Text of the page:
Math 5031 – Algebra I (Fall 2021)
- Class time and location: M-W-F from 11:00AM to 11:50AM in Cupples II, L011
- Tentative office hours: Monday-Wednesday-Thursday 2:00PM to 4:00PM (shared)
This is the first half of a two-semester course that provides the basis for the Ph.D. qualifying exam in Algebra. We will cover primarily groups, rings and modules. It is expected that you have had prior exposure to Linear and Abstract Algebra at the undergraduate level (as in Math 429 and 430).
I plan to follow
- Basic Algebra I by Nathan Jacobson, second edition, Dover, 2009.
On WebSTAC and the campus bookstore it will say that the textbook for the course is Algebra by Larry C. Grove. I have decided to change the textbook to Jacobson’s for the sake of continuity since this is the text that will be used in Math 5032 (Algebra II) by Prof. Matt Kerr. The two books may complement each other since the one by Grove is very concise whereas Jacobson’s text is somewhat more discursive (and more interesting to read) so they balance each other in this sense. But I will not rely in any way on Grove’s text. I plan to follow Jacobson somewhat closely, up to the end of chapter 3 plus some additional topics as time permits. Both texts are relatively inexpensive (Dover editions) and it should not be difficult to find copies online if you can’t get a hard copy in time for the beginning of classes.
In addition to Jacobson’s text, you will likely find Matt’s lecture notes for Algebra I useful. I will likely refer to those notes often in class and in homework assignments. They can be found in his webpage here and through the below links on the list of topics.
Topics we hope to cover.
The links in the following list of topics are to Prof. Matt Kerr’s notes. I may refer to some of them occasionally in addition to the textbook. You may find Matt’s notes more straightforward to read than Jacobson’s text.
- Permutation groups
- Groups and subgroups
- Cosets and Lagrange’s theorem
- Homomorphisms and isomorphisms
- Group actions
- Conjugacy and the orbit-stabilizer theorem
- Cauchy’s theorem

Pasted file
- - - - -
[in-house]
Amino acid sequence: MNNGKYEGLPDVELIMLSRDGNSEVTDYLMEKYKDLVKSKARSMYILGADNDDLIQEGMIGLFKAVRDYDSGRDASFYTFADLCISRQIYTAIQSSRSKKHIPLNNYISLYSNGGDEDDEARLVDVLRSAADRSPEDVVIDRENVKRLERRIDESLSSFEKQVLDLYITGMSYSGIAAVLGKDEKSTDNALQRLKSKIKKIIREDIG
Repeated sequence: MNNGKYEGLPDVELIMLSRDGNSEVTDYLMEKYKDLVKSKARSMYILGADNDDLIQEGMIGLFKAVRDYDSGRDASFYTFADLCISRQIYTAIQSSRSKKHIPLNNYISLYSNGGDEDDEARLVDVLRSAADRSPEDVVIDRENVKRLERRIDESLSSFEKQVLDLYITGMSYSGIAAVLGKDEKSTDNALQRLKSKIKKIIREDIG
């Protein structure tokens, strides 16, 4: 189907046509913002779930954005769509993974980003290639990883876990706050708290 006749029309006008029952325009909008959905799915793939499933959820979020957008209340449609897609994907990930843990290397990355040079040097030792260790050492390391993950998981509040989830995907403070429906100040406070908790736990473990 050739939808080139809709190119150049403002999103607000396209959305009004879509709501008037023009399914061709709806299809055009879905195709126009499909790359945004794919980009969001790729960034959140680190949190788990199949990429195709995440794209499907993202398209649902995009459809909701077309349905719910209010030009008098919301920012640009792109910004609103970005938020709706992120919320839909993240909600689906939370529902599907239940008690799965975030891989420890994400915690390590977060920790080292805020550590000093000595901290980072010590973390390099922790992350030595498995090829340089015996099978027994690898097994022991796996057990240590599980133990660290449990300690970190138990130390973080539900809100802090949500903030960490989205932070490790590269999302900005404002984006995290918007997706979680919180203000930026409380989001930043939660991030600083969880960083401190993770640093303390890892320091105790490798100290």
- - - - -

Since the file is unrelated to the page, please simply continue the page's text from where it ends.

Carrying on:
- Normal subgroups and quotient groups
- Generators and relations
- The Sylow theorems
- Some results on finite groups
- Burnside’s counting lemma
- Remarks on Associative Algebras
Coursework and grades
Coursework will consist of homework and reading assignments, two mid-term tests and one final exam. Your final grade is determined as follows: homework 50%, midterms 10% each, final exam 30%. The lowest grade you received on homework will be dropped. Assignments will be handled through Crowdmark and grades will be posted on Canvas.
Grades may be curved, but will not be less than the following scale:
If you are a graduate student, a letter grade of B is required to pass; if you are an undergraduate taking this class Pass/Fail, you need a C- to pass.
In writing the tests, I will rely strongly on the homework assignments. To feel confident, you should master the topics and exercises covered by the assignments.
Schedule of tests and final
|MT 1||October 1|
|MT 2||November 5|
|Final||December 21, 10:30AM - 12:30PM (same place as classes)|
Exams will likely be taken in class. This is something I still need to decide. The above information about the final exam is what is given in WebSTAC; I’m hoping the room will be available to us beyond the 12:30PM limit. I’ll let you know more in class.
I plan to record the in-person lectures using Zoom and make them available in Canvas.
I will follow the University’s academic integrity policy, which you can read here. Work submitted under your name is expected to be your own. You are permitted, and encouraged, to collaborate on assignments. You may research broadly over the internet and in books when working on assignments, but please indicate your sources. (You won’t lose points for doing this kind of research!)
If you have any concerns or questions about this policy or academic integrity in class, please contact me.
Please include Math 5031 in the subject line of any email message that pertains to this course.